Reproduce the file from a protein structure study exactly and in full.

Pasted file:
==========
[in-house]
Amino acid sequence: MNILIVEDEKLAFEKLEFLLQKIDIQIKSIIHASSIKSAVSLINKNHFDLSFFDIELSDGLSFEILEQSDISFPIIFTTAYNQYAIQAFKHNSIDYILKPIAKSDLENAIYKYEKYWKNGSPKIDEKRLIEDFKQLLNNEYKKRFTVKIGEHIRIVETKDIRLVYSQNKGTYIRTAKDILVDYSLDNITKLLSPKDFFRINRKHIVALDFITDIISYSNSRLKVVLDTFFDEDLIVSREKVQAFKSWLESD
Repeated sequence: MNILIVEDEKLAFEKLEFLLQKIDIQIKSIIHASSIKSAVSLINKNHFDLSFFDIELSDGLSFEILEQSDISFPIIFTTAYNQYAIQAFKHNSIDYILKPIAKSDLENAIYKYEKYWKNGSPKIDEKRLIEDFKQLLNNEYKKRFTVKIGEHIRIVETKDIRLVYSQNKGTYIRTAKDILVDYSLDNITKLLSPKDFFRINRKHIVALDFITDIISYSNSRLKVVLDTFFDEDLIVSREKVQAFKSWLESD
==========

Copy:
[in-house]
Amino acid sequence: MNILIVEDEKLAFEKLEFLLQKIDIQIKSIIHASSIKSAVSLINKNHFDLSFFDIELSDGLSFEILEQSDISFPIIFTTAYNQYAIQAFKHNSIDYILKPIAKSDLENAIYKYEKYWKNGSPKIDEKRLIEDFKQLLNNEYKKRFTVKIGEHIRIVETKDIRLVYSQNKGTYIRTAKDILVDYSLDNITKLLSPKDFFRINRKHIVALDFITDIISYSNSRLKVVLDTFFDEDLIVSREKVQAFKSWLESD
Repeated sequence: MNILIVEDEKLAFEKLEFLLQKIDIQIKSIIHASSIKSAVSLINKNHFDLSFFDIELSDGLSFEILEQSDISFPIIFTTAYNQYAIQAFKHNSIDYILKPIAKSDLENAIYKYEKYWKNGSPKIDEKRLIEDFKQLLNNEYKKRFTVKIGEHIRIVETKDIRLVYSQNKGTYIRTAKDILVDYSLDNITKLLSPKDFFRINRKHIVALDFITDIISYSNSRLKVVLDTFFDEDLIVSREKVQAFKSWLESD